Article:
I really wish this was a happy race report, but it is not.
If you follow me on Twitter or Instagram then you already know that Ironman Canada ended in a DNF. Honestly I am really disappointed about it, I worked for months to prepare, had been looking forward to it for a LONG time and had planned my year around this race. But it’s also not the worst thing to ever happen to a person, there are so many worse things that could happen in this life. So it’s time to put my big girl pants on, find the lessons that can be learned and move on. Here is the story of my time at Ironman Canada:
The week leading up to the race I watched the weather get worse and worse for race day. At first the forecast was 75 and sunny (perfect!) but the days leading up were chilly and rainy so I worried that the weather would change. That is exactly what happened, race day ended up having the worst weather of the entire week.
We flew into Seattle on Thursday and drove up to Whistler, the drive was stunning and we enjoyed the drive and the sights.
Friday and Saturday were full of the normal pre-race prep. Athlete check in, practice swim in the lake and easy spin on the legs. It rained off and on over the couple of days and was chilly. This caused some pretty high nerves on my part. It really made me realize that I have been a fair weather rider. Sure I can swim and run in the cold/rain but I have never ridden in those conditions. Lesson learned there! I will try harder to get out in non-ideal conditions and figure out what gear I might need. Not surprisingly a waterproof jacket would have gone a long way.
Race morning it was very overcast and lightly sprinkling. I did my normal bike and gear check, it was chilly and dark. I was doing my best to get pumped up but I was a little worried about the day and the deep water mass start. As the race start grew closer I got into my wetsuit and kissed Cory goodbye.
I made my way through the swim arch then into the water, I have never done a deep water start in a race before and this one had thousands of people joining me. Many athletes were hanging out in the shallow water off to the side, I don’t understand this since we were all in wetsuits and treading water doesn’t take much effort. I lined myself up slightly to the outside of the buoys since I have heard that Canada’s swim can be a bit brutal and congested. After bobbing around in the cold water for a few minutes the gun went off and we all started moving. It wasn’t too bad at first, but then all the athletes that were hanging out on shore made their way out with the rest of us. There were people everywhere, no water and nowhere to move. I just tried to (literally) roll with the punches and keep moving forward in the herd. It was definitely slower than I would have liked but it’s a long day so no use worrying about it. After the first turn things opened up and I found some great feet to swim with, he sighted well and was pretty consistent. I followed my feet until halfway through my second lap when I decided that I needed to be going faster so I jumped off to do my own thing. After that I couldn’t find anyone else to follow, looking at my paces I really fell off at that point and I definitely could feel I was working a lot harder. So another lesson learned, don’t leave good feet if you find them!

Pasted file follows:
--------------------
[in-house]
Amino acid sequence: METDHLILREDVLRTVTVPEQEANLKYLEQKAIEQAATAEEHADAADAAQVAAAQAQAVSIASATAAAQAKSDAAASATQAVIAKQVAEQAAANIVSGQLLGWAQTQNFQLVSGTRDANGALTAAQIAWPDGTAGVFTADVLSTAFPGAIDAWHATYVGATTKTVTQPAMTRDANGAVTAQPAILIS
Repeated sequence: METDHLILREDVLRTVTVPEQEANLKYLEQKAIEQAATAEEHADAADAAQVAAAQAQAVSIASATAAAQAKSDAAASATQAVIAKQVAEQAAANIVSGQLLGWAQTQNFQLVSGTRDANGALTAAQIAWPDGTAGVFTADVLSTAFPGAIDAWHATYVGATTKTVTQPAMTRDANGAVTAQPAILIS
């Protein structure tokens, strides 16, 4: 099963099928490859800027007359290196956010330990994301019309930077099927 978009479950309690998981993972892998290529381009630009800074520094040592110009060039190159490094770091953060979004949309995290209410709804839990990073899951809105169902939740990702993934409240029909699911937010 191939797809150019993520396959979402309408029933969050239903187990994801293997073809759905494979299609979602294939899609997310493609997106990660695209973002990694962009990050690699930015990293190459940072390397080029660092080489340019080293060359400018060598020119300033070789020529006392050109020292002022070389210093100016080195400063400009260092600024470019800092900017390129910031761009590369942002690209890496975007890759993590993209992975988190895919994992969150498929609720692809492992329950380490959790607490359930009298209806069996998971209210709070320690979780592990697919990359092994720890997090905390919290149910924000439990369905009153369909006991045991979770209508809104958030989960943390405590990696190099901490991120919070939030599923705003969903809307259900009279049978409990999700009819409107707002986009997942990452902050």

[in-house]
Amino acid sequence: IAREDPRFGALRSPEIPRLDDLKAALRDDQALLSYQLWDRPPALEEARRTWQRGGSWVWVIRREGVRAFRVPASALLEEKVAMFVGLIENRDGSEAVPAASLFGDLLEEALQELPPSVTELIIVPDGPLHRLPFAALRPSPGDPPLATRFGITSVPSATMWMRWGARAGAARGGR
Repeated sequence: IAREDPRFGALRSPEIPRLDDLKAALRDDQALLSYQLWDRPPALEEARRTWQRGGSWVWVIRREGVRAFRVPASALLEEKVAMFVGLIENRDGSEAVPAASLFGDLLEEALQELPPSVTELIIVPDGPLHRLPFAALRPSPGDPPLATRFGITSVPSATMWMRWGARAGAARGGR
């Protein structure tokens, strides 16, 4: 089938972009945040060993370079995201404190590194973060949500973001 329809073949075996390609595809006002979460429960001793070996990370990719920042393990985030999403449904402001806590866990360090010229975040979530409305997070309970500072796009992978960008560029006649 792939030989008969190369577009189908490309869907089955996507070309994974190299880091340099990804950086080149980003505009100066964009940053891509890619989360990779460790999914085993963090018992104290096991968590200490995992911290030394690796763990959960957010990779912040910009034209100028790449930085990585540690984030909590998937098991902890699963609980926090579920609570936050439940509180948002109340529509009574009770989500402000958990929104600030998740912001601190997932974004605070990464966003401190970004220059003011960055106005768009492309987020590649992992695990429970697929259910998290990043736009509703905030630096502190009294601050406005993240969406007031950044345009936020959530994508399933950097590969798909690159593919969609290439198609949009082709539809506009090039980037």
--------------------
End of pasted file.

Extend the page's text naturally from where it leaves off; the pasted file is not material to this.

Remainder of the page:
As I rounded the last turn and made my way towards the swim exit, I was excited to be almost done but nervous about the bike leg. It had started to really pour down rain as we were swimming and I felt really cold in the lake. As I got out of the lake I found some nice wetsuit strippers and headed into the tent.
My T1 time was supper long as my hands were freezing and I had decided to make a full change into warm dry clothes. After the full change and stuffing my gear in the bag I ran out into a full downpour. I grabbed my bike and headed out to the mount line. Almost immediately I was drenched, rivers of water where in the streets and I was freezing.
I am not even sure how far I made it (not far) before pulling off to the side. I was shaking uncontrollably, I couldn’t imagine navigating 10% downhill grades with hairpin turns. This was a pretty low moment for me, I have been looking forward to IM Canada for so long and the conditions were so bad. It was especially hard seeing the courageous athletes blow by me as they continued on in the harsh conditions.
I found Cory, who was also freezing from standing out in the cold and wet all morning and headed back to our condo. A warm shower and crashing on the couch felt pretty dang good but my spirit was a little crushed. After warming up for a bit and grabbing brunch, we decided the best thing to do was to cheer on the other competitors. It was bitter sweet to stand on the course and cheer on the athletes who had endured so much and were headed to their ironman finish in some of the worst conditions I have ever seen. Even though it was a little painful for me it was also inspiring and helped me to refocus on the future, to work harder and keep trying. The worst thing I could let happen is to give up because of one failure.
So now onto the next adventure, I WILL finish an Ironman this year. I have done it before and I can do it again! Up Next Ironman Lake Tahoe.